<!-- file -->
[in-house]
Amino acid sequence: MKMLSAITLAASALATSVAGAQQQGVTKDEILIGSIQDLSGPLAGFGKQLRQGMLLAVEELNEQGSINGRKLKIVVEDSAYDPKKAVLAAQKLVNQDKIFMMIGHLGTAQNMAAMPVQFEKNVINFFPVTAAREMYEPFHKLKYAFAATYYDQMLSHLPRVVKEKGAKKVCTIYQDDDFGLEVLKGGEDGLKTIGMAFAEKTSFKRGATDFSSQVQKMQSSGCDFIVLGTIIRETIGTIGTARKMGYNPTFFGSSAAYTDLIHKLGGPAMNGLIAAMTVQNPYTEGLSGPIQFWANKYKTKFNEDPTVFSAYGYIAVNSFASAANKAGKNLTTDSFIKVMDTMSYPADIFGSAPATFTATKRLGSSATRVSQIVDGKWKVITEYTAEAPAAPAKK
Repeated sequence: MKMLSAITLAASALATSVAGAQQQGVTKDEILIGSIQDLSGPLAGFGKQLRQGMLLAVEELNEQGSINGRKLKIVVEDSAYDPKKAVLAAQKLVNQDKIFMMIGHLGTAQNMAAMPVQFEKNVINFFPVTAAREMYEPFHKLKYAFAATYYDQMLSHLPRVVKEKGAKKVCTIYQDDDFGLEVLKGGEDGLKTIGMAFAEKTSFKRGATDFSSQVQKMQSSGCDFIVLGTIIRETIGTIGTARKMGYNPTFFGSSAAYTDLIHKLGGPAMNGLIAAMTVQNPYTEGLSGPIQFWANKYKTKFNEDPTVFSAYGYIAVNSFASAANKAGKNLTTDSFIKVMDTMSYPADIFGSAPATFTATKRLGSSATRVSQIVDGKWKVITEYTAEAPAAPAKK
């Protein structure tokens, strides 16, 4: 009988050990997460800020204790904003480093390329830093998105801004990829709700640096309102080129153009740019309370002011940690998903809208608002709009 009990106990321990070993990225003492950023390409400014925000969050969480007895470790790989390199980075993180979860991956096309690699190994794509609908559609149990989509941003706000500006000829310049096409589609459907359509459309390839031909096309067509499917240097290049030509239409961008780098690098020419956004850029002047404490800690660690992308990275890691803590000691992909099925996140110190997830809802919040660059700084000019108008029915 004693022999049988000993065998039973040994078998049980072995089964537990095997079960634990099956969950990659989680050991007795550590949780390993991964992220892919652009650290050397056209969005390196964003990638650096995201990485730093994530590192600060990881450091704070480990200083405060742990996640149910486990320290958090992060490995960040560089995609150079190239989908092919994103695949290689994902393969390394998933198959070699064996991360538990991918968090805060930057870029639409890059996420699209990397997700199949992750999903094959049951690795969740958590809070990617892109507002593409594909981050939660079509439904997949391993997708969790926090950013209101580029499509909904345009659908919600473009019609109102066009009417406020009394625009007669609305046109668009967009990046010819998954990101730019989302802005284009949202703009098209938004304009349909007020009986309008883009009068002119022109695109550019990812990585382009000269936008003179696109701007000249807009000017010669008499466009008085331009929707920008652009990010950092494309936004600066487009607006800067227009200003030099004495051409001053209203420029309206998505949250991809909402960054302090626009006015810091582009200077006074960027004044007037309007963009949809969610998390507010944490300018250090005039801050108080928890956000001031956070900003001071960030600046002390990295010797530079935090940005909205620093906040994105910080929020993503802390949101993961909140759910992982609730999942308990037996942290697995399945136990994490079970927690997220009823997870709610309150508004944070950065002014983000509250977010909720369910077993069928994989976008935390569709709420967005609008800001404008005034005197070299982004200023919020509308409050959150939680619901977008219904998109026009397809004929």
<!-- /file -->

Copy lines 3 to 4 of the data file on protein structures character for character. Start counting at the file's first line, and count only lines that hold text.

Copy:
Repeated sequence: MKMLSAITLAASALATSVAGAQQQGVTKDEILIGSIQDLSGPLAGFGKQLRQGMLLAVEELNEQGSINGRKLKIVVEDSAYDPKKAVLAAQKLVNQDKIFMMIGHLGTAQNMAAMPVQFEKNVINFFPVTAAREMYEPFHKLKYAFAATYYDQMLSHLPRVVKEKGAKKVCTIYQDDDFGLEVLKGGEDGLKTIGMAFAEKTSFKRGATDFSSQVQKMQSSGCDFIVLGTIIRETIGTIGTARKMGYNPTFFGSSAAYTDLIHKLGGPAMNGLIAAMTVQNPYTEGLSGPIQFWANKYKTKFNEDPTVFSAYGYIAVNSFASAANKAGKNLTTDSFIKVMDTMSYPADIFGSAPATFTATKRLGSSATRVSQIVDGKWKVITEYTAEAPAAPAKK
């Protein structure tokens, strides 16, 4: 009988050990997460800020204790904003480093390329830093998105801004990829709700640096309102080129153009740019309370002011940690998903809208608002709009 009990106990321990070993990225003492950023390409400014925000969050969480007895470790790989390199980075993180979860991956096309690699190994794509609908559609149990989509941003706000500006000829310049096409589609459907359509459309390839031909096309067509499917240097290049030509239409961008780098690098020419956004850029002047404490800690660690992308990275890691803590000691992909099925996140110190997830809802919040660059700084000019108008029915 004693022999049988000993065998039973040994078998049980072995089964537990095997079960634990099956969950990659989680050991007795550590949780390993991964992220892919652009650290050397056209969005390196964003990638650096995201990485730093994530590192600060990881450091704070480990200083405060742990996640149910486990320290958090992060490995960040560089995609150079190239989908092919994103695949290689994902393969390394998933198959070699064996991360538990991918968090805060930057870029639409890059996420699209990397997700199949992750999903094959049951690795969740958590809070990617892109507002593409594909981050939660079509439904997949391993997708969790926090950013209101580029499509909904345009659908919600473009019609109102066009009417406020009394625009007669609305046109668009967009990046010819998954990101730019989302802005284009949202703009098209938004304009349909007020009986309008883009009068002119022109695109550019990812990585382009000269936008003179696109701007000249807009000017010669008499466009008085331009929707920008652009990010950092494309936004600066487009607006800067227009200003030099004495051409001053209203420029309206998505949250991809909402960054302090626009006015810091582009200077006074960027004044007037309007963009949809969610998390507010944490300018250090005039801050108080928890956000001031956070900003001071960030600046002390990295010797530079935090940005909205620093906040994105910080929020993503802390949101993961909140759910992982609730999942308990037996942290697995399945136990994490079970927690997220009823997870709610309150508004944070950065002014983000509250977010909720369910077993069928994989976008935390569709709420967005609008800001404008005034005197070299982004200023919020509308409050959150939680619901977008219904998109026009397809004929």